I don’t think I will ever forget the first time I was told to “just talk to them”.
I’d spent my whole life trying to ignore the voices in my head for fear that I was truly crazy. I semi-successfully blocked them out over the years with alcohol, loud music, being on the phone, singing… anything at all to dull the never-ending conversations going on in my mind. I sure didn’t tell anyone about them though! Not even my psychiatrist, husband, family, friends… no one knew.
I refused to listen to what any of the voices had to say even if they were funny or filled with information. It was exhausting to be honest.
Then I went to the hospital program and they figured out over time that I had Dissociative Identity Disorder. My nurse on this one particular day told me to try to find out how many their were and I was baffled. “How am I supposed to figure that out? I didn’t even know they existed until now!” His simple reply? “Just talk to them.”
So I went back to my room with a big sheet of Bristol board and started listening to the voices for the first time in my life. Actually actively hearing what they had to say. It was very unnerving to realize that the voices I had been blocking out all those years were not just random noises but rather “people” in their own right. They didn’t all talk to me and many still don’t but the few that did shocked me with the extent of their individual and robust personalities. Julie was first of course. She always is. In her exasperated tone of voice she was almost hissing “Finally you are listening!”. Tracey, Aggie, Robert, Ali and Polly all made sure to be heard as well.
I could not believe that these voices not only spoke to me but they listened and responded to me as well. It scared me in one way yet fascinated me in another.
I recall going back to this nurse and telling him what I had learned on that day. How many I thought there were (a number that grew rather quickly as I listened more). When I expressed that they actually spoke back to me I expected a look of disbelief but what I got instead was a “Of course they do.”
May I just say how amazing and yet totally mind bending that day was for me? That day and pretty much every day after that have been filled with more than I could have ever even imagined to be true. Not always good or easy but always fascinating.
I am not sure how other people experience their “Helpers”. I know most people use other names for them, (Troops, Others, Alters…) but I am always amazed by this phenomenon.
Something I have learned for sure is that these Helpers are not just figments of my imagination nor invisible playmates that I never grew out of. Hearing them does not make me crazy and trying to build a relationship with them does not set me back, thwart therapy or confuse me further.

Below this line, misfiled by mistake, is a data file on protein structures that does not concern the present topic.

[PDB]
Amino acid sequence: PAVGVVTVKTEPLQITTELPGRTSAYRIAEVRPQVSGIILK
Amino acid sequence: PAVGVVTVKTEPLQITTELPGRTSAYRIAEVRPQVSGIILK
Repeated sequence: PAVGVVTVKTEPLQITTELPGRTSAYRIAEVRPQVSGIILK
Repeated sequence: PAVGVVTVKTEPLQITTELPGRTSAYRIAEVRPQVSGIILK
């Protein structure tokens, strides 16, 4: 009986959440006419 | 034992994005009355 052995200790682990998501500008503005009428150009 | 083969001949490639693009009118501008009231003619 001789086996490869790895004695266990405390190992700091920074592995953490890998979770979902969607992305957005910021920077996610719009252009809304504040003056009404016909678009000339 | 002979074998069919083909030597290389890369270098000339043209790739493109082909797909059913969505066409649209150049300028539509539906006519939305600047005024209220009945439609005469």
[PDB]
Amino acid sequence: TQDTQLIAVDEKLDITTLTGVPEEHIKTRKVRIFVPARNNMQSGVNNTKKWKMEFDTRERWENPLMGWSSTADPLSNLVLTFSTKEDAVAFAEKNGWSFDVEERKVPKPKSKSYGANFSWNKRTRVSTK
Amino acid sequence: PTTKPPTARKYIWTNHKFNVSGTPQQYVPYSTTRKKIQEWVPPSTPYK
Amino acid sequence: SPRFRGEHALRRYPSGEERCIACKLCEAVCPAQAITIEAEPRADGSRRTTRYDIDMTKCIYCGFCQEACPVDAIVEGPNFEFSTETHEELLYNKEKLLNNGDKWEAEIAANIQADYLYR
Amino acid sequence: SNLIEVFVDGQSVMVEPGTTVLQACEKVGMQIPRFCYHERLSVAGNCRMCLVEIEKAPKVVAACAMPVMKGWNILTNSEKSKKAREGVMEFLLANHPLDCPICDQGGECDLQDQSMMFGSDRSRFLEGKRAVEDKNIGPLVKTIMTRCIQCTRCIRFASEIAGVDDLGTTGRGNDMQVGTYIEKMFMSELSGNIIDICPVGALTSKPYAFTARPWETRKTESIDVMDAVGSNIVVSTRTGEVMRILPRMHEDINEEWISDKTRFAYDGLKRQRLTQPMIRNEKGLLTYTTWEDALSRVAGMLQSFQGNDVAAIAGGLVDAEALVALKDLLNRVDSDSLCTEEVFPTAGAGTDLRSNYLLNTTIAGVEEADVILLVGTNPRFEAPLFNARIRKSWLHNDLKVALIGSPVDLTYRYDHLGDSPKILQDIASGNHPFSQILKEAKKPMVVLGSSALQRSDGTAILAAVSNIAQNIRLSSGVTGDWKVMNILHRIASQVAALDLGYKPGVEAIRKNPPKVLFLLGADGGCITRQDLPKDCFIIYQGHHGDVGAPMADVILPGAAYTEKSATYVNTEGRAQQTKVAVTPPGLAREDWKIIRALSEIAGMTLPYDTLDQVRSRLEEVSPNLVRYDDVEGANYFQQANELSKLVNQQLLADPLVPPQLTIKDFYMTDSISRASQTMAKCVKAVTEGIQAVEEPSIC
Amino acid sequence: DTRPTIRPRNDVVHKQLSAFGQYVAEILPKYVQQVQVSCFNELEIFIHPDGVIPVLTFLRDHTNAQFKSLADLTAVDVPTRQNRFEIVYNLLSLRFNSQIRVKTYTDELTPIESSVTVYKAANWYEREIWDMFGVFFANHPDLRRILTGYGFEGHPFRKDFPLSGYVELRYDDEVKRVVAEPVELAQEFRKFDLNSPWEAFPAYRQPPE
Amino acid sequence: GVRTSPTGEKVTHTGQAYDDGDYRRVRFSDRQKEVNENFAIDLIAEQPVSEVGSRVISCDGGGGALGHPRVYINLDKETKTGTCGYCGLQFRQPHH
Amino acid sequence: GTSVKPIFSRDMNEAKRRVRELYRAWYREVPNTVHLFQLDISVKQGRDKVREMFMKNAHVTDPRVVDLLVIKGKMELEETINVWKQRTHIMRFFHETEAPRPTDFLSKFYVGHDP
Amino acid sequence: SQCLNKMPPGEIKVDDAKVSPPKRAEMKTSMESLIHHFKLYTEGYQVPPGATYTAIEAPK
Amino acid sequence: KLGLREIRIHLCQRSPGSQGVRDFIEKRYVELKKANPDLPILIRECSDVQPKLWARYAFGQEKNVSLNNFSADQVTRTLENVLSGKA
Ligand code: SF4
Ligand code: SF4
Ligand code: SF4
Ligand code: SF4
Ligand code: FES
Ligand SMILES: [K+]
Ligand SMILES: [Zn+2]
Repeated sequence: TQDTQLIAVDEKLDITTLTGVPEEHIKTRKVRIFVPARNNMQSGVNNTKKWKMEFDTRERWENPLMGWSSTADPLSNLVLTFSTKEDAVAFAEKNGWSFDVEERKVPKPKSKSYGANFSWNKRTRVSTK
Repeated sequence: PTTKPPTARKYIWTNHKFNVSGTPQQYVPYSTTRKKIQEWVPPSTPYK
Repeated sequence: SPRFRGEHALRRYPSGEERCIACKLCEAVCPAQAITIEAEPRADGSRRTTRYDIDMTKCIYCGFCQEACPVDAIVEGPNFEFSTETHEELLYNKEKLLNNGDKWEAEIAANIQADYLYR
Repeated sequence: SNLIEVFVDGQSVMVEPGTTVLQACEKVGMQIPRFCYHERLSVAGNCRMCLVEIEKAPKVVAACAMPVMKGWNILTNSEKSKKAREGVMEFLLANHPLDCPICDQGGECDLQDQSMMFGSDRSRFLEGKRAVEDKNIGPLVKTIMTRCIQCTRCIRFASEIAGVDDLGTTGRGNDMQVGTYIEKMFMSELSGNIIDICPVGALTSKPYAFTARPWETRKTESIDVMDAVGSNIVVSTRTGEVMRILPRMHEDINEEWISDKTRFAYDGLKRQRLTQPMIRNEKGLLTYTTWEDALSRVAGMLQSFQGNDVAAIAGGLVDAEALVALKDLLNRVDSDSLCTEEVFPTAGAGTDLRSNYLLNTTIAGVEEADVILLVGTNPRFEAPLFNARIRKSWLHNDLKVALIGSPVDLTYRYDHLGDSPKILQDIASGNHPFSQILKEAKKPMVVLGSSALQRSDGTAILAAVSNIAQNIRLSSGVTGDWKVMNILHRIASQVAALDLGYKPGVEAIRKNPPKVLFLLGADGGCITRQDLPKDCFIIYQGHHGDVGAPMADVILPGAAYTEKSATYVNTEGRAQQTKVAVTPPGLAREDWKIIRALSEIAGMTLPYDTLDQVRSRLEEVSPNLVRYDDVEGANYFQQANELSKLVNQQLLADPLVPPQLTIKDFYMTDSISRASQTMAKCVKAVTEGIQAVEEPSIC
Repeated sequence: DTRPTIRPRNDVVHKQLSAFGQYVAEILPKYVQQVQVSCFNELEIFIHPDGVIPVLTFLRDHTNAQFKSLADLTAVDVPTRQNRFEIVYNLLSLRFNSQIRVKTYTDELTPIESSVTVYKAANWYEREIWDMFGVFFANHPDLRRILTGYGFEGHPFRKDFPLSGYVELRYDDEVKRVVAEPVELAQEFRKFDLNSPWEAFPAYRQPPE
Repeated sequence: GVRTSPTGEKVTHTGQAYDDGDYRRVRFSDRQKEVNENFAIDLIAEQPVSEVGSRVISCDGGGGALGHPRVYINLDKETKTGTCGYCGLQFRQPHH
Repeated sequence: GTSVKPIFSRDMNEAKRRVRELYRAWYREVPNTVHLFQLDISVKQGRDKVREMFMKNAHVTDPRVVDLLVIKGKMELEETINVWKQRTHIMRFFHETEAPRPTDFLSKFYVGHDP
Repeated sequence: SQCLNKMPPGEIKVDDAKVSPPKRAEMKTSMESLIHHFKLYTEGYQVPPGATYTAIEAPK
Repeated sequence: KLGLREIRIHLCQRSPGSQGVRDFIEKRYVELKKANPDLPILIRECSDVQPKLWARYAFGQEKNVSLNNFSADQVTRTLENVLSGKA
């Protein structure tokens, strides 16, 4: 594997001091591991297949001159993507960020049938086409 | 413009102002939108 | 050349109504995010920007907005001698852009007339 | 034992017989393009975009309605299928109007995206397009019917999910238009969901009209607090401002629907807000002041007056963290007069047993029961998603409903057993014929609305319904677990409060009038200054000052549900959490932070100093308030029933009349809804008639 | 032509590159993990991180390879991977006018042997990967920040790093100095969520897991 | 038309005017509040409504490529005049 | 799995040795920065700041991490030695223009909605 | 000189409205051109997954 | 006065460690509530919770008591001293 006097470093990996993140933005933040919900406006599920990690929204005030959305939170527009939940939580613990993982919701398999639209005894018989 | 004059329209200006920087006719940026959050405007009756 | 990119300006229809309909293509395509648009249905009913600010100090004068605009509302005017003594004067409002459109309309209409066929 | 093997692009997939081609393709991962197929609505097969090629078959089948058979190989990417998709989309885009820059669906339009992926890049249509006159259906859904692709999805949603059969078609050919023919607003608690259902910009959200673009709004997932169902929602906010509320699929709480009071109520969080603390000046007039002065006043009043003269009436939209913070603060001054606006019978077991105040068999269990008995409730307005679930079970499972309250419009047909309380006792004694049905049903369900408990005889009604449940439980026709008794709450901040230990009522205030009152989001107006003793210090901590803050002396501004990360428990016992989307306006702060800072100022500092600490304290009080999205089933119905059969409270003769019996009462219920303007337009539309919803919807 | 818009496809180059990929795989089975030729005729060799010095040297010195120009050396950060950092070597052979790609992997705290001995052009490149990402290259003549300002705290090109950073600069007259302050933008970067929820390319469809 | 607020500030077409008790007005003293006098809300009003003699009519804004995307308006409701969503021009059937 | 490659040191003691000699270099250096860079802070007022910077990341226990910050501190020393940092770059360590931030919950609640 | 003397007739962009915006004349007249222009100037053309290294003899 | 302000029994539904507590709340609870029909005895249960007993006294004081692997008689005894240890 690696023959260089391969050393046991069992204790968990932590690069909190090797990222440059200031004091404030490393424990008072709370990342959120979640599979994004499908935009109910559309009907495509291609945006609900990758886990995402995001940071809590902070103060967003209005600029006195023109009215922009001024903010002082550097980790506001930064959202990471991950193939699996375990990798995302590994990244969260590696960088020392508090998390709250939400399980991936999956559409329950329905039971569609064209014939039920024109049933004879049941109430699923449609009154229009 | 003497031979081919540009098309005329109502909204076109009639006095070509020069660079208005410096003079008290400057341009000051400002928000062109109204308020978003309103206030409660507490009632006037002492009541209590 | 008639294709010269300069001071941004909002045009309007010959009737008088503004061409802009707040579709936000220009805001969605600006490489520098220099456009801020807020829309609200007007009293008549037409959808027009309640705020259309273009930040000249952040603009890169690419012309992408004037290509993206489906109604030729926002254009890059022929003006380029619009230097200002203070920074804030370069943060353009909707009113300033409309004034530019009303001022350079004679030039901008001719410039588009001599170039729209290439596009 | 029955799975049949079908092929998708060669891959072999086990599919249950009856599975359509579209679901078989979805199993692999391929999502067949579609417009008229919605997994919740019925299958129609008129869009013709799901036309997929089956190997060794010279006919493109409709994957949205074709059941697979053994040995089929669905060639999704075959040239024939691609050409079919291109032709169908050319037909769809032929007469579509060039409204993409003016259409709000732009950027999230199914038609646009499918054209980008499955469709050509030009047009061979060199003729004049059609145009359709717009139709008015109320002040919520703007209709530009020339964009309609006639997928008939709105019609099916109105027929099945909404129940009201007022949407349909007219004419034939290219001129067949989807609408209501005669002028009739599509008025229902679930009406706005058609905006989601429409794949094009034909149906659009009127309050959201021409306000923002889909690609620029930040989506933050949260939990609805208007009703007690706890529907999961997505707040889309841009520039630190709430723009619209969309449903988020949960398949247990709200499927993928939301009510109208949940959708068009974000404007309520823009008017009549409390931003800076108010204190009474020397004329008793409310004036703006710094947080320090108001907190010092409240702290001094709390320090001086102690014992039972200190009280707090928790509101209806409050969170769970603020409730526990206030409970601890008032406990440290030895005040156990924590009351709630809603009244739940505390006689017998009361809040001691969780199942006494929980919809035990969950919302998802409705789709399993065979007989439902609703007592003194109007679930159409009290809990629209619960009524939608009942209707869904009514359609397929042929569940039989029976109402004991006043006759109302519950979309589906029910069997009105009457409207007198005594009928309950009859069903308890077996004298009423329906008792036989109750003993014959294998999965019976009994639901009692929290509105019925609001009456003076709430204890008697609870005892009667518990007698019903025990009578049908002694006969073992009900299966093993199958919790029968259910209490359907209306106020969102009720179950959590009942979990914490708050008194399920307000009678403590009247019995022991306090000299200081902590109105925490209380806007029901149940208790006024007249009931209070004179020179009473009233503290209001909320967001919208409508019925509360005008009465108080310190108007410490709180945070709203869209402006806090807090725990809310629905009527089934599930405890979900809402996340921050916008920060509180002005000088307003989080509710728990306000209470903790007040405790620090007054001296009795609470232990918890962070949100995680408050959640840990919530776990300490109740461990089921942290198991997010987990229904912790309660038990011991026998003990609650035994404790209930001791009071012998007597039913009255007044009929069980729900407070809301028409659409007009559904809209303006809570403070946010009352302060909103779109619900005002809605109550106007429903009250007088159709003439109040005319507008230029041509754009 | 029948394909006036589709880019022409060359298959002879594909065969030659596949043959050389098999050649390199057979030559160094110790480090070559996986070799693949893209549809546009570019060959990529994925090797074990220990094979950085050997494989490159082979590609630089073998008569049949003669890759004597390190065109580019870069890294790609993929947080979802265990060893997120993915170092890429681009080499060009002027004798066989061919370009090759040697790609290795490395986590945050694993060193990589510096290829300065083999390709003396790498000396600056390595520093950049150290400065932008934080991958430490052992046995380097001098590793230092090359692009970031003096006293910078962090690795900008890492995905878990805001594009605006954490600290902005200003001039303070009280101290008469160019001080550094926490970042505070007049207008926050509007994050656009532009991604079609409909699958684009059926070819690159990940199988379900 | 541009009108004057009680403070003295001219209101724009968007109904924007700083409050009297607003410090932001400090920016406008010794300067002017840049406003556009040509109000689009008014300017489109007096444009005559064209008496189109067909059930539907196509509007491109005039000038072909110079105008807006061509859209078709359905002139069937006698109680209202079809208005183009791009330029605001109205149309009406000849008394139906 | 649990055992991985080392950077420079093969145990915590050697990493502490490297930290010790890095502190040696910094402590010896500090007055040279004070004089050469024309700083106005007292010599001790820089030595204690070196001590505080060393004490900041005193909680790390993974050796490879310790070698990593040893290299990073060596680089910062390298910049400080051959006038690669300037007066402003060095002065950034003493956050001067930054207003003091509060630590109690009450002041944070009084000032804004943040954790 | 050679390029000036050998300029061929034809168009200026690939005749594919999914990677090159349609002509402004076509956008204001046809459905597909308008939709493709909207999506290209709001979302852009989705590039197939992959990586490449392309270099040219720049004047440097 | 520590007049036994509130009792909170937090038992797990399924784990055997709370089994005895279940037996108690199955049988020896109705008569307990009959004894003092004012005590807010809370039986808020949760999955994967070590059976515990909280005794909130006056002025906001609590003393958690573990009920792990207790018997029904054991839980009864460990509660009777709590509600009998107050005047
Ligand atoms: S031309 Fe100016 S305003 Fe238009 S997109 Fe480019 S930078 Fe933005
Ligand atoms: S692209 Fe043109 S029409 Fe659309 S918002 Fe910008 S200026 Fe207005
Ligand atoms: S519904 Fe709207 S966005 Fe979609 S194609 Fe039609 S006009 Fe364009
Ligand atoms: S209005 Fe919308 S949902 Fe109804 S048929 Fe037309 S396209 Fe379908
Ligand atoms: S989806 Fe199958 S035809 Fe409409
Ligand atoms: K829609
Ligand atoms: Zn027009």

I see the essence of my whole personality a bit like a beautiful, colourful vase that has been smashed on the floor. Red here, blue there, green half way across the room, purple slip under the fridge, several shades of pink clinging together, in a corner, yellow is split in to 3 pieces and I am stepping on orange… All these pieces of shattered glass strewn all around yet still having beautiful shades and colours of their own. To say that all these pieces can be put back together is true but that vase will never be the same. It will never truly be whole again.
Is that bad? I don’t think it is. Well, most days I don’t. I occasionally grieve for the loss of being “whole” and for the fact that those who should have loved me the most shattered my mind instead but as much as I want my Helpers to share with me, speak to me, allow me to help them and allow them to help me, I really have no interest in making them vanish. When doctors say we need to “integrate”, there is a full force panic that takes place. Ever fiber of my being feels this is wrong.
I do wish to know them. I do wish to be the one in control. I do wish to reassemble that shattered vase but I do not wish to say goodbye to any of them. Old, young, male, female, helpful, bossy, angry.. I am learning to love each one for who they are and accept they are the way that they are because I needed them to be that way and be created in that way in order to protect me. I am indebted to them all.
As for talking to them? Well, I do it all the time now. I am no longer freaked out by it or bothered by things that are said. When they share painful memories, I am always horrified yet thankful to them for trusting me with that piece of the vase that they have held to themselves all these years. Their individual strength is awe-inspiring.
I think my husband said it best when he said “You were so alone for most of your life but you’ll never be lonely in that head of yours ever again.” It was said as a bit of a joke but he’s right.
I will never be alone again and I am grateful for that.